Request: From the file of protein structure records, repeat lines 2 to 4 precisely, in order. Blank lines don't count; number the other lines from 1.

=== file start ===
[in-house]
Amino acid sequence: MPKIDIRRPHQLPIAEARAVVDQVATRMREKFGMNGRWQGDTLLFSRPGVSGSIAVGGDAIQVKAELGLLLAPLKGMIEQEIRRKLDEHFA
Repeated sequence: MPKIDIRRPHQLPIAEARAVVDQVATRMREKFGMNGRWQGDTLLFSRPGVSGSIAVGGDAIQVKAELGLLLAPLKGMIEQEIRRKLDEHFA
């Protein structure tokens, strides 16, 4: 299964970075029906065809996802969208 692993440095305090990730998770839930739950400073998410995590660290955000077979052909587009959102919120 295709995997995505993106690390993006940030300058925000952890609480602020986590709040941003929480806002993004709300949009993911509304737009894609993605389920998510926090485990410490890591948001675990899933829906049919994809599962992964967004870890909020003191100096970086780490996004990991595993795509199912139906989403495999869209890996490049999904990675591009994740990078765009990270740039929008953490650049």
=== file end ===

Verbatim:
Amino acid sequence: MPKIDIRRPHQLPIAEARAVVDQVATRMREKFGMNGRWQGDTLLFSRPGVSGSIAVGGDAIQVKAELGLLLAPLKGMIEQEIRRKLDEHFA
Repeated sequence: MPKIDIRRPHQLPIAEARAVVDQVATRMREKFGMNGRWQGDTLLFSRPGVSGSIAVGGDAIQVKAELGLLLAPLKGMIEQEIRRKLDEHFA
């Protein structure tokens, strides 16, 4: 299964970075029906065809996802969208 692993440095305090990730998770839930739950400073998410995590660290955000077979052909587009959102919120 295709995997995505993106690390993006940030300058925000952890609480602020986590709040941003929480806002993004709300949009993911509304737009894609993605389920998510926090485990410490890591948001675990899933829906049919994809599962992964967004870890909020003191100096970086780490996004990991595993795509199912139906989403495999869209890996490049999904990675591009994740990078765009990270740039929008953490650049």